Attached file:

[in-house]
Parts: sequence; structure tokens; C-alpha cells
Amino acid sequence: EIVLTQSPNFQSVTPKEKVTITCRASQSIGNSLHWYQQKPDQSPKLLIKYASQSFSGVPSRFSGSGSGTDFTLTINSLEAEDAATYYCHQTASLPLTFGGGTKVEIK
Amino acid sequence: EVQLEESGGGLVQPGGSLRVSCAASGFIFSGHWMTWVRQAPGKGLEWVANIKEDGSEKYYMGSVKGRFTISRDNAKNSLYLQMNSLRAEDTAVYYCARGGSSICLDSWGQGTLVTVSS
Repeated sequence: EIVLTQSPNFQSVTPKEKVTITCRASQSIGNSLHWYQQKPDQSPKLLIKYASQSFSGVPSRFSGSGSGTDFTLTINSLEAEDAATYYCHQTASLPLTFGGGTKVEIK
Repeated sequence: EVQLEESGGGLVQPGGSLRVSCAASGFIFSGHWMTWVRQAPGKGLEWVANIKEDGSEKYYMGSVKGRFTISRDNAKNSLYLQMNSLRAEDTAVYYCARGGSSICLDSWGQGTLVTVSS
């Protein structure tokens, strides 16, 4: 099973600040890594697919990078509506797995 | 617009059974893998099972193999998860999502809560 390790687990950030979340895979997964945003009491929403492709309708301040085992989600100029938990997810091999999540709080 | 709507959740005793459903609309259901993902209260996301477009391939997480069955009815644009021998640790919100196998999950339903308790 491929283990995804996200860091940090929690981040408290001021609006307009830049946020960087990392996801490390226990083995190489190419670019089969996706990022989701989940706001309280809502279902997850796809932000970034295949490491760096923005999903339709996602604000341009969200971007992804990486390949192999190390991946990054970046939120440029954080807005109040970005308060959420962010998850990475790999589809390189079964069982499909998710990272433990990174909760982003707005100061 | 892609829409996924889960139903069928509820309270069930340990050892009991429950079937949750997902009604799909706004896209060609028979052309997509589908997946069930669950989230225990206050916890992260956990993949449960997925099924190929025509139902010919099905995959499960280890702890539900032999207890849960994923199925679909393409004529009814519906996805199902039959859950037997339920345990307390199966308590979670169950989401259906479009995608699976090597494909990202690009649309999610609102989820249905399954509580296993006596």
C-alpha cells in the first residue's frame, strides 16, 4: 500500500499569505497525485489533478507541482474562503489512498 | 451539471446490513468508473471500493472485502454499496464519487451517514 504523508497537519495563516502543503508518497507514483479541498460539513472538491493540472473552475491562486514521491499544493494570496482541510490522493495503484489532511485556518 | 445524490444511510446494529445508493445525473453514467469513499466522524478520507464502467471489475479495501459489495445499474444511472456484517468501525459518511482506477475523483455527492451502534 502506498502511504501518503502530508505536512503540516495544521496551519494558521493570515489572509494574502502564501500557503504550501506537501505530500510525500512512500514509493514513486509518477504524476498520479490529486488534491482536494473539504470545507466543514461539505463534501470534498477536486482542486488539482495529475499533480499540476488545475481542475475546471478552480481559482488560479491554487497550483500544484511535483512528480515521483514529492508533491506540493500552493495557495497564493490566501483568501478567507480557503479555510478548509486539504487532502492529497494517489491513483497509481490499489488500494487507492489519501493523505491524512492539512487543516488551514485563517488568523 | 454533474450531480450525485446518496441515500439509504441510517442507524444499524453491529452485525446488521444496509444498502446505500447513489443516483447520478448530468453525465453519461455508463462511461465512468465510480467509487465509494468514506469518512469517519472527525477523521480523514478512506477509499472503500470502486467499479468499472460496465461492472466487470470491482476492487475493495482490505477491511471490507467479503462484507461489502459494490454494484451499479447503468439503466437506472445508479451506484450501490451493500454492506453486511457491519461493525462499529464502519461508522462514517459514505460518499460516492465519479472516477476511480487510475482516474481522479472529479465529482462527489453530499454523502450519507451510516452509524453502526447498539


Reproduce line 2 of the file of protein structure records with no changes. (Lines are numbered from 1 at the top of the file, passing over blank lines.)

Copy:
Parts: sequence; structure tokens; C-alpha cells